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PILOT SENTENCED TO JAIL FOR LYING ON MEDICAL APPLICATION
Ronald Crews was sentenced on March 20 to 16 months in federal prison and two years of supervised release after pleading guilty in 2007 to four counts of making false statements to a federal agency, according to the District of Massachusetts U.S. Attorney's Office. Crews had lied to the FAA about his diabetes and dependence on insulin injections. The charges resulted from an investigation into a February 2002 incident in which a passenger, who happened to be a student pilot, landed the Cessna 402 Crews was flying for an air taxi flight after he suffered a diabetic seizure. "While this type of incident is extremely rare, it is a strong warning to all pilots," said Andy Cebula, AOPA executive vice president of government affairs. Read more about the incident on AOPA Online.
FIGHT TO SAVE MAINE AIRPORT TAKES OFF
With the fate of Biddeford Municipal Airport in Biddeford, Maine, in the hands of city residents, AOPA has kicked off an all-out campaign to educate the residents and save the airport. In an open letter from AOPA President Phil Boyer published in the weekly Biddeford-Saco-OOB Courier on March 27, city residents learned just how important the airport is to their community. "As you consider the discussion of a voter referendum on keeping or closing the airport, it's important to have the facts about general aviation, Biddeford Airport, and why both are important to you," Boyer wrote. Read more on AOPA Online.
PREVENT GOVERNMENT REGULATION—LOCK UP AND LOOK OUT
State and local governments remain interested in security at GA airports, even though the federal government and the aviation community have taken steps to ensure the pilot population and aircraft are secure. The Pennsylvania legislature is considering a bill that would require two locks on all aircraft and institute criminal penalties for failing to use them. On March 26, AOPA traveled to Harrisburg, Pa., to urge lawmakers not to try to fix what isn't broken. "AOPA is constantly on guard to protect members from unreasonable security requirements, but for the GA community to be successful, pilots need to take steps on their own," said Andy Cebula, AOPA executive vice president of government affairs. Read more on AOPA Online.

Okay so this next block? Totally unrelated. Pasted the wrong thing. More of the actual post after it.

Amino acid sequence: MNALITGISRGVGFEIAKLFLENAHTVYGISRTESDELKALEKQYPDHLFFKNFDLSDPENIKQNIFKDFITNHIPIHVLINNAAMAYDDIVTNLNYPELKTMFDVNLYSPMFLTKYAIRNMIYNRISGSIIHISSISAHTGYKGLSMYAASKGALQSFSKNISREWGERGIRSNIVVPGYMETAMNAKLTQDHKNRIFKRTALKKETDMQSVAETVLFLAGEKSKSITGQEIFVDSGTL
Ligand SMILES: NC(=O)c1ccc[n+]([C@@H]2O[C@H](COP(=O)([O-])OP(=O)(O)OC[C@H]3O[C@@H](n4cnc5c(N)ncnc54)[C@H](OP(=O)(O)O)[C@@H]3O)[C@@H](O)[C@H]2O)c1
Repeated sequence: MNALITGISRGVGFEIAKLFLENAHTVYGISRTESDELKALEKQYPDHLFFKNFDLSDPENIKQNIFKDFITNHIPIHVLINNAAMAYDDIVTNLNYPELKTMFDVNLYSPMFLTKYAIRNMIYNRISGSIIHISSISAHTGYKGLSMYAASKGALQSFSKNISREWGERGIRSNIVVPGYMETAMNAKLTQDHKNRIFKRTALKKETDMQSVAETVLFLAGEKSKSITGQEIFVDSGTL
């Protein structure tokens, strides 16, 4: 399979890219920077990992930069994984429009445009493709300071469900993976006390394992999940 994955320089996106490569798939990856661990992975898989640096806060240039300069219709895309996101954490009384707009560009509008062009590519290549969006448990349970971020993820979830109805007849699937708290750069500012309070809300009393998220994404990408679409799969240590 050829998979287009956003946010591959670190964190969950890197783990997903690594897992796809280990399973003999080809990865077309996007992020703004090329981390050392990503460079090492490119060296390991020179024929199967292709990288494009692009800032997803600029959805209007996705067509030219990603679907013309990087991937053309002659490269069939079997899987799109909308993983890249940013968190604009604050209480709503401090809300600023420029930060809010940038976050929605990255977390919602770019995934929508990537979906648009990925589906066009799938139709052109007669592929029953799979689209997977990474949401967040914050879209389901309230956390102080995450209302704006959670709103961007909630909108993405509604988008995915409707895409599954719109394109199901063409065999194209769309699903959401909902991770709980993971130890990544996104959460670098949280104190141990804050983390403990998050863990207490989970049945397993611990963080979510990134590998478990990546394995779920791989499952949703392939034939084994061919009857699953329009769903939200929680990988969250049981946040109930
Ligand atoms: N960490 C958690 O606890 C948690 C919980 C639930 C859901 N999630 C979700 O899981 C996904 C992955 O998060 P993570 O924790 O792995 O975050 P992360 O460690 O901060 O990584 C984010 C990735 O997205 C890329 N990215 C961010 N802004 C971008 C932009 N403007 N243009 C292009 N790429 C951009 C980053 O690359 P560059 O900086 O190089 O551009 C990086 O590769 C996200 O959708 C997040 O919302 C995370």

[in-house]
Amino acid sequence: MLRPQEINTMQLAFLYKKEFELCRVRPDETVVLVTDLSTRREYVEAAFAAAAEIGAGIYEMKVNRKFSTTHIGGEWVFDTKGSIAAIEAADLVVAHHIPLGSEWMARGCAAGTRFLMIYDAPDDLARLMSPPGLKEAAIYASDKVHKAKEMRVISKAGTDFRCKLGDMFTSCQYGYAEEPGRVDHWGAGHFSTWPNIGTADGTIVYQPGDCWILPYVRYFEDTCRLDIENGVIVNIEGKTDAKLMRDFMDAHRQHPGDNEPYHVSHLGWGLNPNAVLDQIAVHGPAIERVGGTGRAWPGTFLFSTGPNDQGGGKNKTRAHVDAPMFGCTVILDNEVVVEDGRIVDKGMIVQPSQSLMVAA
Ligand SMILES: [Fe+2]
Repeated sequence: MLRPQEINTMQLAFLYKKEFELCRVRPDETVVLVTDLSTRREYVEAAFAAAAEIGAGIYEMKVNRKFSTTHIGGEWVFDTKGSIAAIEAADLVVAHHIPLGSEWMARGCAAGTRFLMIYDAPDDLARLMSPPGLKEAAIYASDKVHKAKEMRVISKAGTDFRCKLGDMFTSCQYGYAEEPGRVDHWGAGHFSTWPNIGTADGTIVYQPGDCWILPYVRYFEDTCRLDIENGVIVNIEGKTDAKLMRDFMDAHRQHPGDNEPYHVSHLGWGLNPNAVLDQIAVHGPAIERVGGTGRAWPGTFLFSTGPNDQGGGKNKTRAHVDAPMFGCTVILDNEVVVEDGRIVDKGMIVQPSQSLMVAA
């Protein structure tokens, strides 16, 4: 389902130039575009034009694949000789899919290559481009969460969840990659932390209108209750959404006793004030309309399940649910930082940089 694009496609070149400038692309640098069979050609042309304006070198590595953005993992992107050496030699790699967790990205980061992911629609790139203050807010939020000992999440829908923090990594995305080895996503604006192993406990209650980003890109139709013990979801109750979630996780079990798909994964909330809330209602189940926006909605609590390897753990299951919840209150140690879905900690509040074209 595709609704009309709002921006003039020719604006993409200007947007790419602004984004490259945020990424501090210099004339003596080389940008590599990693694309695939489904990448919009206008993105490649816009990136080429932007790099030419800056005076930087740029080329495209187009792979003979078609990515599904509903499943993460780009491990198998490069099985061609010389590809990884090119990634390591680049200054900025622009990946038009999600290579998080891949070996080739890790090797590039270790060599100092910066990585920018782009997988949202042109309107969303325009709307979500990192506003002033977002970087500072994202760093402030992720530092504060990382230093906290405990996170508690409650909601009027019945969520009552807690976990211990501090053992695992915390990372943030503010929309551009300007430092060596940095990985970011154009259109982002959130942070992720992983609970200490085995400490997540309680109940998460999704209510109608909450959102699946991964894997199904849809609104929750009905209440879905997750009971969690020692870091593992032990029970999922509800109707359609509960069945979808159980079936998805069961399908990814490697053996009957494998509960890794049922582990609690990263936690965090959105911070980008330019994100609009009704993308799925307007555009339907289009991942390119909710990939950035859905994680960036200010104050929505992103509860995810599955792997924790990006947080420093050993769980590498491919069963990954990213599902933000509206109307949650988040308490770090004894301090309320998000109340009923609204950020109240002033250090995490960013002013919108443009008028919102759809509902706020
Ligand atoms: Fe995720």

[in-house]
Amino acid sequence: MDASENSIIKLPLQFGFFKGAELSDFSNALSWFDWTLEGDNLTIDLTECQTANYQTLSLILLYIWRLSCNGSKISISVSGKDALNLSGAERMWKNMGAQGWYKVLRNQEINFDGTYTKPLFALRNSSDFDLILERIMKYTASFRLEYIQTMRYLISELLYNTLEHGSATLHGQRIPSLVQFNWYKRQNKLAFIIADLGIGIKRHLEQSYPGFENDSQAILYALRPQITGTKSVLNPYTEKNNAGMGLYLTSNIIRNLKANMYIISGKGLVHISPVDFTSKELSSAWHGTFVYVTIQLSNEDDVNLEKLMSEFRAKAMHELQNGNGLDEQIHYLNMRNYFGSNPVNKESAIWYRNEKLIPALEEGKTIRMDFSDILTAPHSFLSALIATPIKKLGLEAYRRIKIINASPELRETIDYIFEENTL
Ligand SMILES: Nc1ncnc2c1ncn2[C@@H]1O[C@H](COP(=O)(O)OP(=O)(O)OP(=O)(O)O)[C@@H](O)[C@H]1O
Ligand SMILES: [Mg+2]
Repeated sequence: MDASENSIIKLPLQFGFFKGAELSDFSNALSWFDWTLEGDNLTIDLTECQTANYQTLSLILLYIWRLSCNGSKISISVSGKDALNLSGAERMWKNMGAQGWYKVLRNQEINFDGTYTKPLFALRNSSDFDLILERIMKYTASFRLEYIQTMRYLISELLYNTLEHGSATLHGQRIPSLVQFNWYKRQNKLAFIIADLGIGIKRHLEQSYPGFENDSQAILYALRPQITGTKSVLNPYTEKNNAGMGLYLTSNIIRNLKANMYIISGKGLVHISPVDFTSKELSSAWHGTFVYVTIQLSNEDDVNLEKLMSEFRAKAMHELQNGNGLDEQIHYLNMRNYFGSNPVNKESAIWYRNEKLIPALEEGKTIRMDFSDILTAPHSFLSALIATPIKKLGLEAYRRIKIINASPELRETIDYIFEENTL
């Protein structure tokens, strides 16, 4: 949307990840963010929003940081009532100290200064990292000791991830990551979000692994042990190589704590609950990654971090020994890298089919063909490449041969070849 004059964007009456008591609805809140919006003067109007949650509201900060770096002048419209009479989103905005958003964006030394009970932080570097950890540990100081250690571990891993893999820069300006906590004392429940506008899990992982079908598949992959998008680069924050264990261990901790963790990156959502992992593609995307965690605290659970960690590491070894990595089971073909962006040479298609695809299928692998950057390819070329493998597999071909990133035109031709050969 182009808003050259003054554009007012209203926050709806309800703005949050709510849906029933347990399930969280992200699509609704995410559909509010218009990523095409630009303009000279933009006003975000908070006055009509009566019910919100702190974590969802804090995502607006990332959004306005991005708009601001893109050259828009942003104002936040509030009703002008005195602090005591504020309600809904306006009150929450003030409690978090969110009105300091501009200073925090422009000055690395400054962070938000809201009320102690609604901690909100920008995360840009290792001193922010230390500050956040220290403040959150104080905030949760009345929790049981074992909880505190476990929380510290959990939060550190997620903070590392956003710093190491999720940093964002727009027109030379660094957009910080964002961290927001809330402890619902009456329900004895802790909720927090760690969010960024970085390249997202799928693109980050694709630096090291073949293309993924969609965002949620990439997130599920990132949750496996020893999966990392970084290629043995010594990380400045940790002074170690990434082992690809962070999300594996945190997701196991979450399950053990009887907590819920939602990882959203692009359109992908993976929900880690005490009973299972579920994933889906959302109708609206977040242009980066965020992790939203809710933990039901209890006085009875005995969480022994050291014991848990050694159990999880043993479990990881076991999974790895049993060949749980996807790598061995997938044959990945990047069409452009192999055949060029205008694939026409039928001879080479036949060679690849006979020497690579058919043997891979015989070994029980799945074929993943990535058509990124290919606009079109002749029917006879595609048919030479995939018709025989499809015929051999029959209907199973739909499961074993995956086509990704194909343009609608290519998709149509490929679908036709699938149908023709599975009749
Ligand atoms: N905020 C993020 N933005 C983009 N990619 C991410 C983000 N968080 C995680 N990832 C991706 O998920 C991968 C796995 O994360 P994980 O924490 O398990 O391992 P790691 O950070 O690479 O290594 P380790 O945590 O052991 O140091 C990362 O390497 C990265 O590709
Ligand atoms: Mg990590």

FAA ISSUES AD FOR AVIDYNE PRIMARY FLIGHT DISPLAYS
After several reports that certain Avidyne primary flight displays (PFDs) were displaying incorrect altitude and airspeed information, which could lead to airspeed or altitude mismanagement, spatial disorientation, controlled flight into terrain, or inadequate air traffic separation, the FAA has issued an airworthiness directive (AD). The AD affects popular Cirrus and Piper aircraft, among others. Pilots are prohibited from flying in instrument conditions if the aircraft is not equipped with a backup or standby altimeter or attitude and airspeed indicator, according to the AD. Read more on AOPA Online.
NEW 'eJOURNAL' A SOURCE OF RELIABLE SAFETY INFO
Get the straight talk on general aviation safety from AOPA Air Safety Foundation Executive Director Bruce Landsberg in his new Safety eJournal . "As the most experienced, trusted source in aviation safety, our goal is to keep you better informed and more knowledgeable about flying safely in light aircraft," Landsberg explained. The Safety eJournal touches on safety-of-flight issues, procedures, techniques, judgment, and more. The first two installments, "Goose, It's time to buzz the tower" and "Seeking pleasure and avoiding pain," focus on maneuvering flight and special-use airspace.
PILOTS, OFFICIALS GET NEW TOOL FOR PROTECTING AIRPORTS